Hello there, and happy Super Moon Night!

A few months back I was hunting for the Super Moon or Harvest Moon (read my adventure here) over Forst DeSoto National Park, but nothing, nada, zippy!, had to comeback home with a few of good shots, but nada about the moon.

Today, as the moon is in its closest distance to the planet (221,792 Miles), I decide to grab it by the horns! this is the Moon rise over Tampa, FL:

Selection of DX for more reach of the 200mm tele, I just was aching for a 600mm VR Nikon, uffffff, (sights)

( this is an update of this entry, my Super Moon Picture was featured in Flickr Explore in the Last 7 Days., Kudos!!!!)

 

After many tries, got my truck and went to University of Tampa, this is one of my favorites place to shoot Downtown, I was planning in doing a Panorama of Down Town, so while waiting for the Moon, I was working on this:

Very Happy with the results, just wait for the moon, it was rising over the Sheraton Hotel in DT so what I did was just get the shining, no reason for me to use a telephoto:

Right there in the middle!

During the Wait for the moonrise I was able to photograph the DT with twilight light, very tricky, using EV -0.7 was the best option to my results:

And before formatting my CF card, a try for the moon brightness:

Well, Hope this super moon bring luck in every one of you guys, I am tired, spend the day over the Bradenton Speedway, got back sun burned and with a few photos to process and select, so time to go horizontal.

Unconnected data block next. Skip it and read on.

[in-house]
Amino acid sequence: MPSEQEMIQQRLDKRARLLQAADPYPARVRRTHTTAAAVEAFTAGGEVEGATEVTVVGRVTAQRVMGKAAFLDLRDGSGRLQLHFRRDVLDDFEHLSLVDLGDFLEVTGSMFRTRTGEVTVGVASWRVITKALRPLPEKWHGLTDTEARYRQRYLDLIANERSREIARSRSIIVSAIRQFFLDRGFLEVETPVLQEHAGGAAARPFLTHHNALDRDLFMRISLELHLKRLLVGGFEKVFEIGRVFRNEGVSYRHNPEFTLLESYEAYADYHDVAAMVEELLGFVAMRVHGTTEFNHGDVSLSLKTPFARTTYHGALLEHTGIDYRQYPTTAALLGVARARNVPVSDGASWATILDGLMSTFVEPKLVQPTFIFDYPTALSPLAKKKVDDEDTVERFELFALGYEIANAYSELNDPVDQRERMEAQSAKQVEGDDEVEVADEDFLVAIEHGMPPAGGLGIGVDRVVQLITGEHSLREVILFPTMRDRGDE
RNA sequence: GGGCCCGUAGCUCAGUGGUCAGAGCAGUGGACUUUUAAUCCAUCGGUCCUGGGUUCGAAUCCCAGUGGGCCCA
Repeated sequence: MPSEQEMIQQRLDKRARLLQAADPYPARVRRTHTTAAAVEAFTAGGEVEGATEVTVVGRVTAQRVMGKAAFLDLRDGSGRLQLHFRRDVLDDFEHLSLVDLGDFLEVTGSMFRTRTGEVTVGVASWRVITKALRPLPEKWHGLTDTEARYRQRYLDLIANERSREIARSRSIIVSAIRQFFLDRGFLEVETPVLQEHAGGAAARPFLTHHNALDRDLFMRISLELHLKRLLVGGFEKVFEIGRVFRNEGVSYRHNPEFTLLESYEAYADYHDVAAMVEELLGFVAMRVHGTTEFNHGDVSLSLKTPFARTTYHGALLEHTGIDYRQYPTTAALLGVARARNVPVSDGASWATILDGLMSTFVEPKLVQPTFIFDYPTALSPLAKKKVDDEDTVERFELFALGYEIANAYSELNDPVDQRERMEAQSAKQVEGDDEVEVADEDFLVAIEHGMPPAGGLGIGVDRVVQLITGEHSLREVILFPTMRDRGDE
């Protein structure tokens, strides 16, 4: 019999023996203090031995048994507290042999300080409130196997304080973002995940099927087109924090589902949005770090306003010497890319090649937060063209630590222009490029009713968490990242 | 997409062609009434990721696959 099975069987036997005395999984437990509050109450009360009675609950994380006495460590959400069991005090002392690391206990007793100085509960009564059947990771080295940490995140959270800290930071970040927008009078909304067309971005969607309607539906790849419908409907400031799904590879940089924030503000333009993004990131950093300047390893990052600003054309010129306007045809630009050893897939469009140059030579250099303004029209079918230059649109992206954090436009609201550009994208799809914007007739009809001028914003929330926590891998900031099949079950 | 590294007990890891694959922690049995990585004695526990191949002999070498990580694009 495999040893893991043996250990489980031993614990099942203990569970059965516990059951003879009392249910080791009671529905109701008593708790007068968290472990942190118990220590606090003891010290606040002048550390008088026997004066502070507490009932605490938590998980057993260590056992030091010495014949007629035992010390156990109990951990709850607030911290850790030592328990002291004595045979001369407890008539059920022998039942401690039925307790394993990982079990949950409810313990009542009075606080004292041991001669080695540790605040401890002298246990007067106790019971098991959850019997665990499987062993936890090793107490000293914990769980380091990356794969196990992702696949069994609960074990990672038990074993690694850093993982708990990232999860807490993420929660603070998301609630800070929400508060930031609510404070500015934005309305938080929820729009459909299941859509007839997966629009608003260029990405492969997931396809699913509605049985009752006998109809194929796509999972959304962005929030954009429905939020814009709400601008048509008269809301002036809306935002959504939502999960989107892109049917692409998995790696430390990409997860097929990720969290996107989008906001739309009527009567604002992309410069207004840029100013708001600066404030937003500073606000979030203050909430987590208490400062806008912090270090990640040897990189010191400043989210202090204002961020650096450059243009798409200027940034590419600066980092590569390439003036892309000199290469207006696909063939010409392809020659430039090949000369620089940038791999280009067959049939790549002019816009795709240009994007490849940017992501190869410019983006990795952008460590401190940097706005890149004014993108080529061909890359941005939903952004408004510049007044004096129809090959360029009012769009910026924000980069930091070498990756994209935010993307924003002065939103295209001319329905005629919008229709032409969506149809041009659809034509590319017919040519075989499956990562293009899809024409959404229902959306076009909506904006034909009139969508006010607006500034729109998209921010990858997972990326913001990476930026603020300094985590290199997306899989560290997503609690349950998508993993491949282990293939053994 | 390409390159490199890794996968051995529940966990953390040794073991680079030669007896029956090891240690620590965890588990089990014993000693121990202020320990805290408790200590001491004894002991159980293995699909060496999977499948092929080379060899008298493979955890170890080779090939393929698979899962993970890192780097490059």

Cesar Out!

Note: Pictures taken with Nikon D700 using Sigma Lenses on Lexar UDMA Professional Digital Film

Check Joe Mcnally’s Blog about a Supermoon Photo

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2 Responses to Super Moon… Finally!

  1. Lyman Duggan says:

    Supermoon Blamed For Grounding of 5 Vessels
    Between the Isle of Wright and Hampshire Coast, 5 ships ran aground within hours in one of the world’s busiest shipping lanes.  The Solent sandbanks the vessels hit are not normally exposed, but it is believed that the “supermoon” phenomenon led to unexpectedly lower tides. 
    Known to affect the progression of tides, the moon was closest to the Earth as it had been in 19 years when the groundings took place, only 221,567 miles away, leaving it hard to believe the super moon wasn’t the culprit for the low tides.  Tides are strongest at new or full moon, and even stronger at lunar perigee, resulting in a more disparate range of high and low tides.  Usually, a supermoon will only lower tides around 1 inch, but sometimes a sea can lose more a depth of 6 inches, like in the case of Solent.

  2. Wow!, now, that’s impressive!

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